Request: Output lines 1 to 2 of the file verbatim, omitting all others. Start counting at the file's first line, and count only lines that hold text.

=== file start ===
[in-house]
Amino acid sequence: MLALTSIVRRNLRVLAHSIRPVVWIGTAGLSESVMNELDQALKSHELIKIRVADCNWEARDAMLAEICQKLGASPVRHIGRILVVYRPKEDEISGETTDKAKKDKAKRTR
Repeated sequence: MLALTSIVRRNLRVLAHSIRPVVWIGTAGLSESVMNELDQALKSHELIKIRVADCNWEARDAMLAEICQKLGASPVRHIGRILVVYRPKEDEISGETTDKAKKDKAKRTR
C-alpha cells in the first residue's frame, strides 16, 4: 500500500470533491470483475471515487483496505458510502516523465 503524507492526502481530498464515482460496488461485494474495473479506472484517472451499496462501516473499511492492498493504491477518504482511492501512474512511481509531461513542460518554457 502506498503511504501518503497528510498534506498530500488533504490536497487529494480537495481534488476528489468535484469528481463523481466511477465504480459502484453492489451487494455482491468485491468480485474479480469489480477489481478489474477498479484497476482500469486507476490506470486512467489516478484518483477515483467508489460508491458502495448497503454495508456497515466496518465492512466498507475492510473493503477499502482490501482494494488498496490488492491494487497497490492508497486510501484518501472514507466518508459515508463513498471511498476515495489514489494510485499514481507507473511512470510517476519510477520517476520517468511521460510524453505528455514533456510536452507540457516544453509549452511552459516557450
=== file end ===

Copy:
[in-house]
Amino acid sequence: MLALTSIVRRNLRVLAHSIRPVVWIGTAGLSESVMNELDQALKSHELIKIRVADCNWEARDAMLAEICQKLGASPVRHIGRILVVYRPKEDEISGETTDKAKKDKAKRTR